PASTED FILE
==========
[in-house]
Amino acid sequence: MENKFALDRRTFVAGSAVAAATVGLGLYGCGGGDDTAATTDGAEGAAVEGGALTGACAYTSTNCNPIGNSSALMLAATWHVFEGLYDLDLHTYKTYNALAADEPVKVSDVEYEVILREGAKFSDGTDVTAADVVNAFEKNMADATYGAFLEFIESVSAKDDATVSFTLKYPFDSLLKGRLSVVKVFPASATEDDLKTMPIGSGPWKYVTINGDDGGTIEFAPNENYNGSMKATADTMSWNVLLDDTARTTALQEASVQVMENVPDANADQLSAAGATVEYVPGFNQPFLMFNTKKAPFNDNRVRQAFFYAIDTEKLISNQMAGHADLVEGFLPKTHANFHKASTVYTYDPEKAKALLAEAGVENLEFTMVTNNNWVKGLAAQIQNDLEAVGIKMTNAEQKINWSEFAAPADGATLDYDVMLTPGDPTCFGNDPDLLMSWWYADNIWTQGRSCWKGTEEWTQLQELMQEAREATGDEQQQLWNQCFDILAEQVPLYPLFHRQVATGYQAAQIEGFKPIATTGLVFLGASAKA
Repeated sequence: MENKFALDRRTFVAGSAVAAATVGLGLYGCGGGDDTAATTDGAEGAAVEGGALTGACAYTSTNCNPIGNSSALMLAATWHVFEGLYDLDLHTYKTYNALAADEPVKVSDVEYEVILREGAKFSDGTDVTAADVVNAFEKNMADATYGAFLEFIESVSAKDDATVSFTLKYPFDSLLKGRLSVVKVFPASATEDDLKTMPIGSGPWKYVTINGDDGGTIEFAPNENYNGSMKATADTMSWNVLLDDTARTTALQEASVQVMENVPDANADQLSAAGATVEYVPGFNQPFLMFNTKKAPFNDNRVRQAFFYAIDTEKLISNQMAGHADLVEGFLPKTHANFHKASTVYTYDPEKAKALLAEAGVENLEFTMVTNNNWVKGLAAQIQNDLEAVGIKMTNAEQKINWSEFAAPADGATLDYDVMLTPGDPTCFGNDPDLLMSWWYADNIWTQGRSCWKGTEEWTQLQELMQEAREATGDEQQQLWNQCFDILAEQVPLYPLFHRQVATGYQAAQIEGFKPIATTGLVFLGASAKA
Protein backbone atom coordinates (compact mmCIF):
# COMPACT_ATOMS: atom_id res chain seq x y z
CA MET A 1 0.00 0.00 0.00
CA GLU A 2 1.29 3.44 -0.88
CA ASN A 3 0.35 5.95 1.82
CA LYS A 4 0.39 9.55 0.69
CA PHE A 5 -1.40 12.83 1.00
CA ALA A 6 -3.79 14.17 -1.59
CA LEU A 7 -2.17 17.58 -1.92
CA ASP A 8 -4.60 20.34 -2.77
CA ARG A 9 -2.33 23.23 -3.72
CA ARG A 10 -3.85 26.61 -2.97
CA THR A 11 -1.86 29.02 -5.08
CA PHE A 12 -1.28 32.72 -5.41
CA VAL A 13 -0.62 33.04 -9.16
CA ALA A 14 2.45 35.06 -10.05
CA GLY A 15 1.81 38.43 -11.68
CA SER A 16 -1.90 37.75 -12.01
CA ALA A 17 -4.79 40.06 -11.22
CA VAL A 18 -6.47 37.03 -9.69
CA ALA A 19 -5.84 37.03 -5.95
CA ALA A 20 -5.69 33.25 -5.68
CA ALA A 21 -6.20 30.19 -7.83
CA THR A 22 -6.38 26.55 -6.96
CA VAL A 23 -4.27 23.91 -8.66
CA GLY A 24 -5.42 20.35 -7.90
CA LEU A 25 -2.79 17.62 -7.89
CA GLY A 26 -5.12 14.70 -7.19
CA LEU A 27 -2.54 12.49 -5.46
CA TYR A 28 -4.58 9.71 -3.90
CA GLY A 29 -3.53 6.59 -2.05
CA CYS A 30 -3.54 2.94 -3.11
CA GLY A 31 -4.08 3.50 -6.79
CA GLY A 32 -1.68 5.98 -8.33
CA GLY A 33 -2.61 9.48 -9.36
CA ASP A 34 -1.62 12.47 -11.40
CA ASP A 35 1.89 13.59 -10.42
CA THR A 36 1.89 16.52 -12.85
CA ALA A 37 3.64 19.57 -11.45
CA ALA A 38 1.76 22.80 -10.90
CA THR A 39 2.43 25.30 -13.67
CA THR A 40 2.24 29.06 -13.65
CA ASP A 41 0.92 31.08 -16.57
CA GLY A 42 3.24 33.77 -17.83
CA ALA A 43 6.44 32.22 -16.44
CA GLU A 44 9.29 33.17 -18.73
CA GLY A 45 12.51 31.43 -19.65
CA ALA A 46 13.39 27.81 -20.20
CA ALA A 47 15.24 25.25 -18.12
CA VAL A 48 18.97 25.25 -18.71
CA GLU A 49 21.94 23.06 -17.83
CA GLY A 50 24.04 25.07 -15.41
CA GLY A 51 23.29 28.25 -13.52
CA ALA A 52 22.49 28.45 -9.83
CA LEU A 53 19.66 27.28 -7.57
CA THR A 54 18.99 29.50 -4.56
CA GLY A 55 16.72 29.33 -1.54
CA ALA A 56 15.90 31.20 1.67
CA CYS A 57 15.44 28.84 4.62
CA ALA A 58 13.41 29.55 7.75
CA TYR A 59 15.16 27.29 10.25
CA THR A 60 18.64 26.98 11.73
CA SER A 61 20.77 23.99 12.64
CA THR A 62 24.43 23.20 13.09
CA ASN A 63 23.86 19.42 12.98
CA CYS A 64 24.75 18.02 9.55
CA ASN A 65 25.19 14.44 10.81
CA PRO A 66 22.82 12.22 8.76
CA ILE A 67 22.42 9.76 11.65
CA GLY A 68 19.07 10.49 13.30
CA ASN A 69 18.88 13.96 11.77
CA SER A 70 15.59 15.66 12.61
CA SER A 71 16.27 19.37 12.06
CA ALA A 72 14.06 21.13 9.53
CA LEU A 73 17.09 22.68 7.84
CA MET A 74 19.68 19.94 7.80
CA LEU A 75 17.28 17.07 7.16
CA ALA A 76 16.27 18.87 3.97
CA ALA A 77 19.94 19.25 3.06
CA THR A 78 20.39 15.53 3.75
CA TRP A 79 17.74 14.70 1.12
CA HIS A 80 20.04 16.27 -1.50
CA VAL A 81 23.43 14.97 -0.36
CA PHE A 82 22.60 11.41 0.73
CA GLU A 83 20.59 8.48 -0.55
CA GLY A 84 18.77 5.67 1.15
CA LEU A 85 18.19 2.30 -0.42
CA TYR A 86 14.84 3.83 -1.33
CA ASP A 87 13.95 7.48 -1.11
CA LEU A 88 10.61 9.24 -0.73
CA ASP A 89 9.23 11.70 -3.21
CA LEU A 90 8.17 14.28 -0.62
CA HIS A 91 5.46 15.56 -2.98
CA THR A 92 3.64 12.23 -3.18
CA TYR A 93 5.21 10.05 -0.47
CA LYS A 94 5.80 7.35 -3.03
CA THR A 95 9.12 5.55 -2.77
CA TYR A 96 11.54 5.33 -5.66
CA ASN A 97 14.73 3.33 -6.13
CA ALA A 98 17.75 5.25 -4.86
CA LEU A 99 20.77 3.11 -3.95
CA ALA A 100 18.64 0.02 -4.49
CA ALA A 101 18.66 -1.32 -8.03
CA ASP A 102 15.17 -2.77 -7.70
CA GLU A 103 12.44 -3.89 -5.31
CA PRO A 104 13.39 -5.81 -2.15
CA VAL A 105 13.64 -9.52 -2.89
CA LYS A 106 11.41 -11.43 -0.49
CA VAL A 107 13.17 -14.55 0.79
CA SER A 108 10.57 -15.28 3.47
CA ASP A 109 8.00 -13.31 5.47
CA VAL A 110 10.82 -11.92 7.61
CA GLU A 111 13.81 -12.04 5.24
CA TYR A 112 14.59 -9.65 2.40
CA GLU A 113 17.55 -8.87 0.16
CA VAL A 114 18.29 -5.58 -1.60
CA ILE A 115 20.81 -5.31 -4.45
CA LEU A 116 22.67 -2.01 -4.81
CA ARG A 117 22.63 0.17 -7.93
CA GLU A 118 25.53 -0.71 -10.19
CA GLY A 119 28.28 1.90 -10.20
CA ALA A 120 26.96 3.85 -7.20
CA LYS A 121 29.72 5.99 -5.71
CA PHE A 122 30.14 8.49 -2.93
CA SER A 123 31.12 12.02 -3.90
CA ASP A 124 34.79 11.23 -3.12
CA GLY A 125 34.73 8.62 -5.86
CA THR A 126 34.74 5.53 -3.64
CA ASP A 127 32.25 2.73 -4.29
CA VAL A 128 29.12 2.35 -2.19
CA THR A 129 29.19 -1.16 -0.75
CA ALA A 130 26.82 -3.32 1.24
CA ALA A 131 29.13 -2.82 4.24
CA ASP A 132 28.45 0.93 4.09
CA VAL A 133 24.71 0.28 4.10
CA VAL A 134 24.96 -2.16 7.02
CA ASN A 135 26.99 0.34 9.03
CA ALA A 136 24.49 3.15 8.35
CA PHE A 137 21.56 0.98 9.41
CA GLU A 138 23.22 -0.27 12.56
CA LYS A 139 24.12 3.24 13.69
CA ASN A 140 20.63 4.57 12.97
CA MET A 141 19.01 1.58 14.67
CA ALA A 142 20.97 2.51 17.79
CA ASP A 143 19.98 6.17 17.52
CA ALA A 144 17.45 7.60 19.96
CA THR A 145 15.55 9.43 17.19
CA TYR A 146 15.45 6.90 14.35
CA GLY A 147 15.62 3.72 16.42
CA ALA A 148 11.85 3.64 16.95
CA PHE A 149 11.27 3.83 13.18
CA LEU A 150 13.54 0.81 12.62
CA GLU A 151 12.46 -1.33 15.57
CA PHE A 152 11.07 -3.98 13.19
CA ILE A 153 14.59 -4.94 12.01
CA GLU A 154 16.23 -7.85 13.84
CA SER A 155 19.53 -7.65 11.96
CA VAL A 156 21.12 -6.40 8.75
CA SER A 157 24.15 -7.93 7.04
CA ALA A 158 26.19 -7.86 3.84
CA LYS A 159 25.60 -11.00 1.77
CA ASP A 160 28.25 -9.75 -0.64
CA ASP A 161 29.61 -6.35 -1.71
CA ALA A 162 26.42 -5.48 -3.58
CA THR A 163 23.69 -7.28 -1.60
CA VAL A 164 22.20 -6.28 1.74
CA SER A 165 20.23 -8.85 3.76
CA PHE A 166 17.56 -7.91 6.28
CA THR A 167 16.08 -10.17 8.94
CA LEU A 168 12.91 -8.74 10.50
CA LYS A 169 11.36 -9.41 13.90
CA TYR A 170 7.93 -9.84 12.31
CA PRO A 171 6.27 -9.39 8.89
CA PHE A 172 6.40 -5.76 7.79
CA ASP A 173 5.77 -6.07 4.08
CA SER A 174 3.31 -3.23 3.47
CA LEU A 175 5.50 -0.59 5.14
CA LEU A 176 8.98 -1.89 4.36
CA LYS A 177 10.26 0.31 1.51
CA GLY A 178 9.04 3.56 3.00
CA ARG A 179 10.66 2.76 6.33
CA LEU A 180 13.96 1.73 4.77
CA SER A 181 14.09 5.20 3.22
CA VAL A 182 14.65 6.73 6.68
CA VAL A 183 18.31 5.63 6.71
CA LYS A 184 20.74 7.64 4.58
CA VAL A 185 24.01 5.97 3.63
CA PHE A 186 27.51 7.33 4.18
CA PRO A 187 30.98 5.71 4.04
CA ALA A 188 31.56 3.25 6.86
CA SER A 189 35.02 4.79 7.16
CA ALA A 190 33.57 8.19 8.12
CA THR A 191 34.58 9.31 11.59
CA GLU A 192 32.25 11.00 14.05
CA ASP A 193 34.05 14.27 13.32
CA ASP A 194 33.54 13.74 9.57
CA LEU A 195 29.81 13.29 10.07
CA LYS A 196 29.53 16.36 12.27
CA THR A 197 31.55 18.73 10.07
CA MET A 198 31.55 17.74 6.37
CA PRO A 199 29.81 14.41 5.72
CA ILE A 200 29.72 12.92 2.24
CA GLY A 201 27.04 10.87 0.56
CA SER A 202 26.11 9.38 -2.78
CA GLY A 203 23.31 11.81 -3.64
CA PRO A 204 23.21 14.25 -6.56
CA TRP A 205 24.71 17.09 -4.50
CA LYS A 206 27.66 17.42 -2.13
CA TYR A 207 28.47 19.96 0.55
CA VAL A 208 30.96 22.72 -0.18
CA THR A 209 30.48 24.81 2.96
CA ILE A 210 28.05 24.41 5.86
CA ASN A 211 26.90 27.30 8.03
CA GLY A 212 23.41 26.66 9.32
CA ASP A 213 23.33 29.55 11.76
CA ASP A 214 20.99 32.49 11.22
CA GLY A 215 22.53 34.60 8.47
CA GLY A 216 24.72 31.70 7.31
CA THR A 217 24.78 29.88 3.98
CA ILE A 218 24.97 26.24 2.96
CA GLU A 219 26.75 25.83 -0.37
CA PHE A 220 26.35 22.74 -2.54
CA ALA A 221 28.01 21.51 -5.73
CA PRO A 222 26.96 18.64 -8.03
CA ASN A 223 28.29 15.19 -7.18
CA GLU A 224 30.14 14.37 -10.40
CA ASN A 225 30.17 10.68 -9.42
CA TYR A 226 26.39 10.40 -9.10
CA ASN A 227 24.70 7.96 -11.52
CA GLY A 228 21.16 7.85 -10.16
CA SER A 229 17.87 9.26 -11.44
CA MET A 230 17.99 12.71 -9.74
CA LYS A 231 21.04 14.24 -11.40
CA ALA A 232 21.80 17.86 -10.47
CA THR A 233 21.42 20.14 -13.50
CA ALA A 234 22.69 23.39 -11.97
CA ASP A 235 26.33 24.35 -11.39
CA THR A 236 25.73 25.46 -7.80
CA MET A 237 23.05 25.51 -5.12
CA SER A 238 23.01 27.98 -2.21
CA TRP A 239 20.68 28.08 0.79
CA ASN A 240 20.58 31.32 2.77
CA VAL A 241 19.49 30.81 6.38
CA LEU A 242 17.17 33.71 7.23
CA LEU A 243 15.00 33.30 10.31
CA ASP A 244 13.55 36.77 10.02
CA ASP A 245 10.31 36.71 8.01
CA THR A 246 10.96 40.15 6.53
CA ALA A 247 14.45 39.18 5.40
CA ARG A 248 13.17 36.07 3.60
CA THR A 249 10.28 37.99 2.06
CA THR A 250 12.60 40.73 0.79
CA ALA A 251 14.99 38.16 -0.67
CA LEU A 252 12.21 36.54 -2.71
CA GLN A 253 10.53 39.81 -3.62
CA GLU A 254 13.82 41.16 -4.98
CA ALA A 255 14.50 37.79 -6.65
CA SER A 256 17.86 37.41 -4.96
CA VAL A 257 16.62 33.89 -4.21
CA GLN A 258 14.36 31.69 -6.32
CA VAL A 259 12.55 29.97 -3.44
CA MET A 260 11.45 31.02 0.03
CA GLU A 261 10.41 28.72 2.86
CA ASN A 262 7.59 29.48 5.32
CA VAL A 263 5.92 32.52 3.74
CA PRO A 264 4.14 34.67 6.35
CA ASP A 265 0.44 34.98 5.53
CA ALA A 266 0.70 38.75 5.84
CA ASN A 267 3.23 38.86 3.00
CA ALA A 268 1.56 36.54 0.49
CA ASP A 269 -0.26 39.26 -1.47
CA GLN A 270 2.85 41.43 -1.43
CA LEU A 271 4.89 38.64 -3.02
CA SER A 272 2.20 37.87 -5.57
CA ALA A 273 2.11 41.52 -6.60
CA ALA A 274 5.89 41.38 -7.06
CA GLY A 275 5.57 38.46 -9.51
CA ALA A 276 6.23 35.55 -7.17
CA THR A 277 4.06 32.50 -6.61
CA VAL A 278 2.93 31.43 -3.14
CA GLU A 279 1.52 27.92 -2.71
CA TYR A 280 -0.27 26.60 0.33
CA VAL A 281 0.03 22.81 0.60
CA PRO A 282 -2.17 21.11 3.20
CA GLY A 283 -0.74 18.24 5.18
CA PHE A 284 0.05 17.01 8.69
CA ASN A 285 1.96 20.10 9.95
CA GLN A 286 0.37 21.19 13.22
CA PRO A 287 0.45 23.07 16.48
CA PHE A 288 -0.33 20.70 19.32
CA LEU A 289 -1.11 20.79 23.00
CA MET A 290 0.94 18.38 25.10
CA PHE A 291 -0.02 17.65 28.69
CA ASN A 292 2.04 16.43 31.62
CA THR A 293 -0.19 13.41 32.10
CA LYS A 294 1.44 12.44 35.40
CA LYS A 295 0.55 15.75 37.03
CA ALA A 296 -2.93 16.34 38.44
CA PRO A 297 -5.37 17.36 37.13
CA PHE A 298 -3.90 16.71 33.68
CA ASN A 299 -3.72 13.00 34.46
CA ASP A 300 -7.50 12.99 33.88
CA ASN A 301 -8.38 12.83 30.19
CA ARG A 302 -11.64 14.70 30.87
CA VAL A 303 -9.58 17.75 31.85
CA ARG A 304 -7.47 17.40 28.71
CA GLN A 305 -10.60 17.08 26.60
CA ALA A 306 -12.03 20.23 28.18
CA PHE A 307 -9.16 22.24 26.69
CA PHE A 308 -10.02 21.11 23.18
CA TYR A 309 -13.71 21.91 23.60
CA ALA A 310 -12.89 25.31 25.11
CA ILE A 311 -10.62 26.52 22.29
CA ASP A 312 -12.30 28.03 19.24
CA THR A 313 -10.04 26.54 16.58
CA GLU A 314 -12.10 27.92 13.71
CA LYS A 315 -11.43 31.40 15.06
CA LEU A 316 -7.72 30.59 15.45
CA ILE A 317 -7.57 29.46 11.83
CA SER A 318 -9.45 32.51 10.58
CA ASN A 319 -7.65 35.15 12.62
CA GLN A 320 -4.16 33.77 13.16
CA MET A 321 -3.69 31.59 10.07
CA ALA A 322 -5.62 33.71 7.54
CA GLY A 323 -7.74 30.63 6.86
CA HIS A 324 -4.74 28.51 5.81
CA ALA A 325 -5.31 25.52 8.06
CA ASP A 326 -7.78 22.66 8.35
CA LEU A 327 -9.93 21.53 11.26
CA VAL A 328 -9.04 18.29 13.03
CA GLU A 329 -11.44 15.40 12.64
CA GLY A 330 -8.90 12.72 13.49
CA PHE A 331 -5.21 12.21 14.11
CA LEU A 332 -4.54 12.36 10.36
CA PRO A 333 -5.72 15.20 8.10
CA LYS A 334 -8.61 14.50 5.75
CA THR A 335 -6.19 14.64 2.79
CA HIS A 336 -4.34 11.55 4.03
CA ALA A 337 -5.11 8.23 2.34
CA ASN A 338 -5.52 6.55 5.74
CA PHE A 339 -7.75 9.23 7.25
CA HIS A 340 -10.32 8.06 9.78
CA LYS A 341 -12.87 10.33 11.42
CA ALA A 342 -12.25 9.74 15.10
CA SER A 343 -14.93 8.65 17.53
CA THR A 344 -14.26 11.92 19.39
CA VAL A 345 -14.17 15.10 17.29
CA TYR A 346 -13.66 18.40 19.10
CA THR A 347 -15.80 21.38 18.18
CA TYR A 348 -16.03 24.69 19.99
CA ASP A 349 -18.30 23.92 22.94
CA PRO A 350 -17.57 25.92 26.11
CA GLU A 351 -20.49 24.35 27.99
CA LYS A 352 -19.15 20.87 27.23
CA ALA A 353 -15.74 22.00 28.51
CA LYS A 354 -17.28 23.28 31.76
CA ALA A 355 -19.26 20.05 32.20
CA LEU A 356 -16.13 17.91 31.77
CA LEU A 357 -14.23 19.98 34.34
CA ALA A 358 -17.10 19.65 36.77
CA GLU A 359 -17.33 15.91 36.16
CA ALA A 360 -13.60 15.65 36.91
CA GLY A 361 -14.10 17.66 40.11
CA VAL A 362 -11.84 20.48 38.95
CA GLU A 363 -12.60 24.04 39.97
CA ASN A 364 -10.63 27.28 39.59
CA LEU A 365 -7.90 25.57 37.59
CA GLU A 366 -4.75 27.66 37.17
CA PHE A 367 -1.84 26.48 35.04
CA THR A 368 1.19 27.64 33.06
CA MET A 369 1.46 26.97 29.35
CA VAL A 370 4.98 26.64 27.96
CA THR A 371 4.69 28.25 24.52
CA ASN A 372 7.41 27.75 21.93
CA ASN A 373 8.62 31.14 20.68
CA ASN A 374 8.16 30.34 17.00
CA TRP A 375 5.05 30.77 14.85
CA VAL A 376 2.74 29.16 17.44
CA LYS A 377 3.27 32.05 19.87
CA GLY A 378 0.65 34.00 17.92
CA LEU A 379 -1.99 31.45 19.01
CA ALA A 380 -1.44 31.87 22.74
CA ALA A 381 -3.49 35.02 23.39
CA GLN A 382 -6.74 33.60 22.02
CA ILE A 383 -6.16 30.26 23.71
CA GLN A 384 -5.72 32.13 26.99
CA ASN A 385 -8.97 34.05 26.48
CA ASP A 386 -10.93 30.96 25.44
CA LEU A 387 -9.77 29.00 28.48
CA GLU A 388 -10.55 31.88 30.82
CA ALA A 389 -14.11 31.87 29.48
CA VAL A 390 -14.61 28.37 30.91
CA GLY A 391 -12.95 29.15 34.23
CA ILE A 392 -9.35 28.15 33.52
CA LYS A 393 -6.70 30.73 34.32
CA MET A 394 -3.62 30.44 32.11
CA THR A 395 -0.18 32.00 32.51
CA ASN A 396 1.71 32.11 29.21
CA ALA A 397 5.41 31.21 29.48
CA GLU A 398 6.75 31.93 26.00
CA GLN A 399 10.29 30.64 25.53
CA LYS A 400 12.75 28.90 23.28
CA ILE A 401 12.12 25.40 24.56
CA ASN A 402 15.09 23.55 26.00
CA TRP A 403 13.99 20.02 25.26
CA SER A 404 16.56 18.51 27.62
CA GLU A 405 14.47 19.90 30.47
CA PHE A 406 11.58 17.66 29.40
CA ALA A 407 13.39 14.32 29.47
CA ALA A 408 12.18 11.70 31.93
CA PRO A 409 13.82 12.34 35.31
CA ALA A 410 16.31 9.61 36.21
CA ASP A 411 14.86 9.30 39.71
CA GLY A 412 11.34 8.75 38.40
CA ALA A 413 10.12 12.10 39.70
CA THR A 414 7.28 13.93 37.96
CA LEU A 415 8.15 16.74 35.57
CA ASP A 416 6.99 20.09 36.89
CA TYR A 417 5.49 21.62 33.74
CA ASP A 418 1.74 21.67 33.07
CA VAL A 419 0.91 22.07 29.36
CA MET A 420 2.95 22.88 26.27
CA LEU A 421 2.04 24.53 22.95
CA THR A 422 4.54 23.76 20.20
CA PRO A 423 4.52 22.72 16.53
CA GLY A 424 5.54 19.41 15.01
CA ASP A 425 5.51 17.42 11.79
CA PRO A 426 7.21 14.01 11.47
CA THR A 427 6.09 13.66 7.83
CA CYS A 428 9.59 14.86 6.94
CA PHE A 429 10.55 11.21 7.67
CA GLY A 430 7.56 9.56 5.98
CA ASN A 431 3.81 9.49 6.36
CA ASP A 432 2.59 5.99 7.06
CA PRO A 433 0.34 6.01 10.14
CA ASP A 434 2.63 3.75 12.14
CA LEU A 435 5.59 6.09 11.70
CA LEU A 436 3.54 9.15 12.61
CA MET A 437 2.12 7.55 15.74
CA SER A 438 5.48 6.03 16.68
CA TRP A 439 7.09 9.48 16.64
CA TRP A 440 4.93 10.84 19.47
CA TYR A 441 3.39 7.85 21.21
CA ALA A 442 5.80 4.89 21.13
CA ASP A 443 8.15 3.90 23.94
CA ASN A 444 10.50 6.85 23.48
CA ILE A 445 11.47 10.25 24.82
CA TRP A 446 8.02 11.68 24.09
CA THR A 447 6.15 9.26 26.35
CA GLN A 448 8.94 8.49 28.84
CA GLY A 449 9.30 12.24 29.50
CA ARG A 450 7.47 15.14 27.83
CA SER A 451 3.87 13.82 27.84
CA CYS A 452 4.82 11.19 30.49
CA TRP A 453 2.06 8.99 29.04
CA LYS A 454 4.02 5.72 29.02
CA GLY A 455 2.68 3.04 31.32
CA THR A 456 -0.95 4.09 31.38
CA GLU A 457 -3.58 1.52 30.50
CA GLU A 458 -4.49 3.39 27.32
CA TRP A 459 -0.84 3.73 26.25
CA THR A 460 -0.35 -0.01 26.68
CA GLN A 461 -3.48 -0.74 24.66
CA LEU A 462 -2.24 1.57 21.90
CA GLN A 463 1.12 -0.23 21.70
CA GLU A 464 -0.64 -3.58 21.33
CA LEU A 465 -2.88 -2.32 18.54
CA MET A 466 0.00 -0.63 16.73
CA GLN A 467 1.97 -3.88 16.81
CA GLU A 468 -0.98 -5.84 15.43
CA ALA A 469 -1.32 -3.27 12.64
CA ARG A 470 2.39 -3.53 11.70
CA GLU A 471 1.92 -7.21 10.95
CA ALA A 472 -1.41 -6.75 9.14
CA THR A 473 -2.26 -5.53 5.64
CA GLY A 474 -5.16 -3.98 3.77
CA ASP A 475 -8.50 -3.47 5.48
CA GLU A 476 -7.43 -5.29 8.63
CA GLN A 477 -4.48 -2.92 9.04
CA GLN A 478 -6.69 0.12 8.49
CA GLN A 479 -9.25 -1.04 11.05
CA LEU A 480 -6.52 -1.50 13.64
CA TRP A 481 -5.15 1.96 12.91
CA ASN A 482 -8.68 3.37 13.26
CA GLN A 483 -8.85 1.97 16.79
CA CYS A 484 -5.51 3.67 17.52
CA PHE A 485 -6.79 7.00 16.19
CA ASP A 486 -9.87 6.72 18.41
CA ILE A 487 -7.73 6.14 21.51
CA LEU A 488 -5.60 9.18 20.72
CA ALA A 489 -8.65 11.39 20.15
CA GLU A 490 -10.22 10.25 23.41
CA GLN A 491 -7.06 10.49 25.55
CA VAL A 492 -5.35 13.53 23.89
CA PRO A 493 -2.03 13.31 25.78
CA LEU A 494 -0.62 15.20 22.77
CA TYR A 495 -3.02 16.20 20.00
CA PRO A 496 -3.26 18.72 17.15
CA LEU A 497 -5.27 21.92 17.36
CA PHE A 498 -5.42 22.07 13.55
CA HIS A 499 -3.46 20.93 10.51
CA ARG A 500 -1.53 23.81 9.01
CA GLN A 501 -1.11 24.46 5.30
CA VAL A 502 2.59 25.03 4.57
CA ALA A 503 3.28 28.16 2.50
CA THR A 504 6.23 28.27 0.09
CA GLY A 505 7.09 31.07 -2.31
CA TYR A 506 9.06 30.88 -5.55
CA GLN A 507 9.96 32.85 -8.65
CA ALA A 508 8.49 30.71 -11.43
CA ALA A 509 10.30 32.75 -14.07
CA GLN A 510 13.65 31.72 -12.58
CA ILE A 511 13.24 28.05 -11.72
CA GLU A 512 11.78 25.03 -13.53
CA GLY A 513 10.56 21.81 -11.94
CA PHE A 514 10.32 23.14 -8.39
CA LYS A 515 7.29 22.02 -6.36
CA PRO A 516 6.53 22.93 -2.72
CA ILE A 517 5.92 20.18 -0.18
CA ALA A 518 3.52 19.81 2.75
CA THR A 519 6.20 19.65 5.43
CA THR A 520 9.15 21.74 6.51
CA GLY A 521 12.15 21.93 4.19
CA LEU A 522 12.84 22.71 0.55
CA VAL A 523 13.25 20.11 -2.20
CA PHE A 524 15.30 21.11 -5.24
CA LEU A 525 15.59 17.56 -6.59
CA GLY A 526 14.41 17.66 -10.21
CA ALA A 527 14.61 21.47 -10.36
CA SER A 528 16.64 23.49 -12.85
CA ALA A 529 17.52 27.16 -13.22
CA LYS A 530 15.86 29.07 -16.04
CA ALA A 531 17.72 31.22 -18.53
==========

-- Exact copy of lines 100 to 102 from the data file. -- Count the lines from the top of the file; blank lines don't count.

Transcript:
CA THR A 95 9.12 5.55 -2.77
CA TYR A 96 11.54 5.33 -5.66
CA ASN A 97 14.73 3.33 -6.13